The ECG was recorded from a 35 year old man who had presented with a six month history of chest pain and lightheadedness on exertion
ECG. Rhythm: Sinus rhythm is present, all beats are conducted with a normal PR interval. The ninth complex in the rhythm strip occurs earlier than expected. The QRS complex is of the usual configuration for this patient but the P wave that precedes it is different to the others in this lead. An ectopic focus within the atria is responsible for initiating atrial contraction and gives rise to an atrial premature beat.
Morphology: The QRS duration is prolonged beyond the upper limit of normal (.10 seconds). The normal Q wave in lead V5 or V6 that represents septal depolarization is absent. There is no secondary R’ wave in VI as occurs in RBBE. These are the diagnostic features of left bundle branch block. Several other ECG changes that may occur in LBBB are seen in this ECG although they are not essential to make the diagnosis. The QRS complexes in leads facing the left ventricle (I, aVL and V6) show an M shaped pattern and there are secondary changes in the ST segments which are depressed and accompanied by T wave inversion. The initial R waves that are normally seen in the right sided precordial leads are absent in this record and the complexes in these leads are changes in these leads – the ST segments are elevated and the T waves are tall. As explained elsewhere these changes should not be interpreted to indicate ischaemia in the presence of LBBB.
Comment. In left bundle branch block activation of the left ventricle occurs from the right bundle branch. The interventricular septum is the first part of the ventricular myocardium to be activated and this occurs in the opposite direction to normal ie from right to left. Depolarization of the right ventricle now occurs- directed from left to right, and finally delayed activation of the left ventricle occurs – directed from right to left. This sequence gives rise to the notched appearance in leads facing the left ventricle – the first positive (r) deflection coming from septal activation. The negative component arises from right ventricular activation which occurs in the opposite direction and the final positive component (the R’ wave) from activation of the left ventricular free wall. The sequence might also give rise to a wide notched QS complex in leads facing the right ventricle; in practice the notch is usually small or absent.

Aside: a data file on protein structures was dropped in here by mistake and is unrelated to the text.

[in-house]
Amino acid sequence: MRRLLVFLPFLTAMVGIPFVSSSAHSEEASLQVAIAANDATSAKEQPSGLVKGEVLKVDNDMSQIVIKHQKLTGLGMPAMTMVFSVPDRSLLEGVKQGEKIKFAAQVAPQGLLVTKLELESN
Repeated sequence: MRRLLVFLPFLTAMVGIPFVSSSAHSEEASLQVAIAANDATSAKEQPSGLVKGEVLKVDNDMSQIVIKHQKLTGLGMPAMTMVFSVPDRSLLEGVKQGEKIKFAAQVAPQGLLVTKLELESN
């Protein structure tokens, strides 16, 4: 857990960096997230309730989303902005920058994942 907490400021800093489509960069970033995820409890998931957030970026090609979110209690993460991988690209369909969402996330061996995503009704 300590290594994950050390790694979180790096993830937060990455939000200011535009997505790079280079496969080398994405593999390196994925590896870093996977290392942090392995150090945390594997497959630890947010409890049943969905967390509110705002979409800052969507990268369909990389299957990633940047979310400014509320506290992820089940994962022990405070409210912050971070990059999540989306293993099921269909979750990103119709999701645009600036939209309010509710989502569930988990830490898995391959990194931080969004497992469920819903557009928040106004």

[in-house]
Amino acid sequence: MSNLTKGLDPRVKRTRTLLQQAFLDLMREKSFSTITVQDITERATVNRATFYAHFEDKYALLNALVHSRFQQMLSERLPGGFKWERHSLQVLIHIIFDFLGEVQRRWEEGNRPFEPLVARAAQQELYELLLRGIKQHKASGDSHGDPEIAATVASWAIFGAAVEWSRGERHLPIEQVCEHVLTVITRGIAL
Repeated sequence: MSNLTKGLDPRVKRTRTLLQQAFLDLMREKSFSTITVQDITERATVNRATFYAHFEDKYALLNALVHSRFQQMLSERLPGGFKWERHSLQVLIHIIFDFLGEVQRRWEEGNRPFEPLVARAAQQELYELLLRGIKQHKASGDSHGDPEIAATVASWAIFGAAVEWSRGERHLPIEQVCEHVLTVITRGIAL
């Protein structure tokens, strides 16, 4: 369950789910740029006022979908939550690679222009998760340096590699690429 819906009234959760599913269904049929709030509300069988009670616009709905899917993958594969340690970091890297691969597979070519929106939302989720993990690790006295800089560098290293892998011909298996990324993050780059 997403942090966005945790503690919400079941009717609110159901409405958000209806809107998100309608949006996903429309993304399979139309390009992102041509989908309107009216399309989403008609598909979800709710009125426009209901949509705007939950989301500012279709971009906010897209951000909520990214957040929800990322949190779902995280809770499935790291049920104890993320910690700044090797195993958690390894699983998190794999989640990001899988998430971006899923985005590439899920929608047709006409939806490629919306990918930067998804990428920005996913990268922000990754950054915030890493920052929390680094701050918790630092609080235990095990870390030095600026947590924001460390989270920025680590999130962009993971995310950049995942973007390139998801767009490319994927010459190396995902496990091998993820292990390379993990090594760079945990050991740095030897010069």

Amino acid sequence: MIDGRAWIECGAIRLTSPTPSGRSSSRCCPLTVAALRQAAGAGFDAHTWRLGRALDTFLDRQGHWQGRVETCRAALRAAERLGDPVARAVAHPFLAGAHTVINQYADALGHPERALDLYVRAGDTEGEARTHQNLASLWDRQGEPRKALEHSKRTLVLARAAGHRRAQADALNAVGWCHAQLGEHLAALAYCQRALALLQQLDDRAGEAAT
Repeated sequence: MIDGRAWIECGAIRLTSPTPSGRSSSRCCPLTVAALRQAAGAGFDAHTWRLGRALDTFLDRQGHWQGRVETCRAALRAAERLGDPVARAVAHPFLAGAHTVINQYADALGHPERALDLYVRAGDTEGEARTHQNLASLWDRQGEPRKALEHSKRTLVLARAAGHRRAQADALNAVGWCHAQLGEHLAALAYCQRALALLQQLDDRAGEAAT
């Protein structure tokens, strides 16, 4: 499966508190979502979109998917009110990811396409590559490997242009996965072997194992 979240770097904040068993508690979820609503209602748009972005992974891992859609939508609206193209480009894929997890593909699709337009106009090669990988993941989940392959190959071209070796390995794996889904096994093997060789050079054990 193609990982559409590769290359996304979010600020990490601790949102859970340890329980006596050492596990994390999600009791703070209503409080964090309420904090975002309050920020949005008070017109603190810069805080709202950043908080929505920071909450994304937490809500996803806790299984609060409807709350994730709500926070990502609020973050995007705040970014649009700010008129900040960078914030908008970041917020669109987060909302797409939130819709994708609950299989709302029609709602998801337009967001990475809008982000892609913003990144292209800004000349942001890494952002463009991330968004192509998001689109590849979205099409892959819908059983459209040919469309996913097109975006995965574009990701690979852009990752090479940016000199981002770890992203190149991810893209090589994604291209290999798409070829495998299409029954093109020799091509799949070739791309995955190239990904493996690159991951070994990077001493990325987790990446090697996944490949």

One important practical consequence of LBBB arises from the fact that depolarization of the AV septum at the start of ventricular activation occurs in the opposite direction to normal: none of the morphological changes recorded have the same significance as when septal depolarization occurs normally. It is impossible therefore to make deductions about the presence (or absence) of ischaemia, infarction or chamber hypertrophy if the record shows LBBB.
Left bundle branch block is nearly always associated with organic heart disease. It is seen in ischaemic disease, hypertensive heart disease as well as in idiopathic conducting system disease. It is often found in restrictive, dilated and hypertrophic cardiomyopathy. The patient was shown to have the typical features of hypertrophic cardiomyopathy on echocardiography.
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